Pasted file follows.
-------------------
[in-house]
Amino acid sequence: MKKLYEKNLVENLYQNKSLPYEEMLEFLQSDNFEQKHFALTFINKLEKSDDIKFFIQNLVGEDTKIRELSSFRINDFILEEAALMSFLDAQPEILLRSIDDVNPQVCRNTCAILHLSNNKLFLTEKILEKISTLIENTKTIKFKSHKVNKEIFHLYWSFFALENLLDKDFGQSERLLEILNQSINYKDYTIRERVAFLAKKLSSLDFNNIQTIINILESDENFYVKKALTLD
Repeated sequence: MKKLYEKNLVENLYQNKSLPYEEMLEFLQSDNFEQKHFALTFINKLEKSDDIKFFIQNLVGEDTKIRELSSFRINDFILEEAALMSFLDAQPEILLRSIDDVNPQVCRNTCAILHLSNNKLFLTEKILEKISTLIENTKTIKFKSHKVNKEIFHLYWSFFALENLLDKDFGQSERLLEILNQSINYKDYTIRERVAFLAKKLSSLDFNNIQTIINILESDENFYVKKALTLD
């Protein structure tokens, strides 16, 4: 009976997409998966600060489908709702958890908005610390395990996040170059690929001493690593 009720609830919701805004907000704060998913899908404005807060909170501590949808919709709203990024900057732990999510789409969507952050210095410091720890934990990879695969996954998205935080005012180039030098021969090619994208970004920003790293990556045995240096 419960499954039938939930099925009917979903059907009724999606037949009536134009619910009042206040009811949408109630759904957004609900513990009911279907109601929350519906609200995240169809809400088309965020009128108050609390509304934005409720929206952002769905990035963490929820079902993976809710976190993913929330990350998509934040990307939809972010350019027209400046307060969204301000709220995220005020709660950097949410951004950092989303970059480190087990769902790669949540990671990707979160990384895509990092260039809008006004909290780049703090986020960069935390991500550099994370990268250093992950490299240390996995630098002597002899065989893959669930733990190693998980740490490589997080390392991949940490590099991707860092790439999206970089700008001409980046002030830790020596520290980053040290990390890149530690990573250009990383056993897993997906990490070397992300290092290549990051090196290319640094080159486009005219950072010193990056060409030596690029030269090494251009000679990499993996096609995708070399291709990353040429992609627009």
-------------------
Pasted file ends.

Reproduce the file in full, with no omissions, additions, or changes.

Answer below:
[in-house]
Amino acid sequence: MKKLYEKNLVENLYQNKSLPYEEMLEFLQSDNFEQKHFALTFINKLEKSDDIKFFIQNLVGEDTKIRELSSFRINDFILEEAALMSFLDAQPEILLRSIDDVNPQVCRNTCAILHLSNNKLFLTEKILEKISTLIENTKTIKFKSHKVNKEIFHLYWSFFALENLLDKDFGQSERLLEILNQSINYKDYTIRERVAFLAKKLSSLDFNNIQTIINILESDENFYVKKALTLD
Repeated sequence: MKKLYEKNLVENLYQNKSLPYEEMLEFLQSDNFEQKHFALTFINKLEKSDDIKFFIQNLVGEDTKIRELSSFRINDFILEEAALMSFLDAQPEILLRSIDDVNPQVCRNTCAILHLSNNKLFLTEKILEKISTLIENTKTIKFKSHKVNKEIFHLYWSFFALENLLDKDFGQSERLLEILNQSINYKDYTIRERVAFLAKKLSSLDFNNIQTIINILESDENFYVKKALTLD
């Protein structure tokens, strides 16, 4: 009976997409998966600060489908709702958890908005610390395990996040170059690929001493690593 009720609830919701805004907000704060998913899908404005807060909170501590949808919709709203990024900057732990999510789409969507952050210095410091720890934990990879695969996954998205935080005012180039030098021969090619994208970004920003790293990556045995240096 419960499954039938939930099925009917979903059907009724999606037949009536134009619910009042206040009811949408109630759904957004609900513990009911279907109601929350519906609200995240169809809400088309965020009128108050609390509304934005409720929206952002769905990035963490929820079902993976809710976190993913929330990350998509934040990307939809972010350019027209400046307060969204301000709220995220005020709660950097949410951004950092989303970059480190087990769902790669949540990671990707979160990384895509990092260039809008006004909290780049703090986020960069935390991500550099994370990268250093992950490299240390996995630098002597002899065989893959669930733990190693998980740490490589997080390392991949940490590099991707860092790439999206970089700008001409980046002030830790020596520290980053040290990390890149530690990573250009990383056993897993997906990490070397992300290092290549990051090196290319640094080159486009005219950072010193990056060409030596690029030269090494251009000679990499993996096609995708070399291709990353040429992609627009």